The grugq has a useful explainer for the different kinds of threat actors an organization might be mindful for, such as hactivists, criminals, and state actors, and how and why they tend to operate as they do. With regards to state, and private-public, teams:
There is a tendency to want to rank the Services, but this is not especially fruitful. More interesting is the culture of the Services teams, their nature, their agility, the problems that the team are expected to address, whether they have internal capacity or rely on third parties, and so on. More relevant is trying to understand what they exist to accomplish, how capable they are of doing that, how agile they are in term of changing their MO and if and how well they can accomplish other goals.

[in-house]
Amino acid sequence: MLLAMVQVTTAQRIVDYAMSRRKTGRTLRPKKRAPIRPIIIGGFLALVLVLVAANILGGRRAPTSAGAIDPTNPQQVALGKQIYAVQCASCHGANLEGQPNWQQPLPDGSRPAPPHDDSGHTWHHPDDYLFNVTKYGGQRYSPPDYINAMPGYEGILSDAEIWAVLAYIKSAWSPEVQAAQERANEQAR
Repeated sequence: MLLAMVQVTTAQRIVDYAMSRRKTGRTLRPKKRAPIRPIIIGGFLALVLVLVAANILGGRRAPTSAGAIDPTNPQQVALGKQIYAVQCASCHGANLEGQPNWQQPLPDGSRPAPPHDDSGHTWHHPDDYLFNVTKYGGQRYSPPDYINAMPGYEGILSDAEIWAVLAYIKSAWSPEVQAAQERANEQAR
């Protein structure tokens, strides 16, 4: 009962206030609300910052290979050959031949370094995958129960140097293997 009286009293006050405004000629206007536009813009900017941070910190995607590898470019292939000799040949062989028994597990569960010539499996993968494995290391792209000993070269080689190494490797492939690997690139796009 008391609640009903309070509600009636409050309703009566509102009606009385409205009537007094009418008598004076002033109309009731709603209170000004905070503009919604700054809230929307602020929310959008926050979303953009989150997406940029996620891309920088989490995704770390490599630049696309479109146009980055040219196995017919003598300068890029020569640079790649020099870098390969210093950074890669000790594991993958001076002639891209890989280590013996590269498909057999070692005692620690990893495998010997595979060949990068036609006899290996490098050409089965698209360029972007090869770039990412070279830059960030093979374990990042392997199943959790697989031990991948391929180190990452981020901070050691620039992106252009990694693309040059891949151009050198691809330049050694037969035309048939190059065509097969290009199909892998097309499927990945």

This is an inherent problem with hybrid public/private teams — information sharing. While the private component will probably have superior skills and breadth and depth of operational experience, their lack of big picture understanding will prevent them from surfacing ideas, making connections, or otherwise providing insight to help advance the operation. Generally, having the people actually doing the work involved in suggesting improvements is a good way to improve. Similarly, having the people with wide access to botnet victims know what sort of data will get them paid will produce a greater volume of potentially interesting data.
While I tend to think that his analysis of nation-states is good, it under-emphasizes how certain states either have their farm leagues ‘train’ on civil society or, alternately, team with semi-skilled private operators who operate similar to criminals. Whether these behaviours are representative of training exercises, of not wasting the good stuff on civil society, of deliberately being evident to instil caution amongst civil society, or of something else, isn’t entirely clear. Regardless, there is arguably a bit more nuance that could be added to round out some of the characteristics of different threat actors.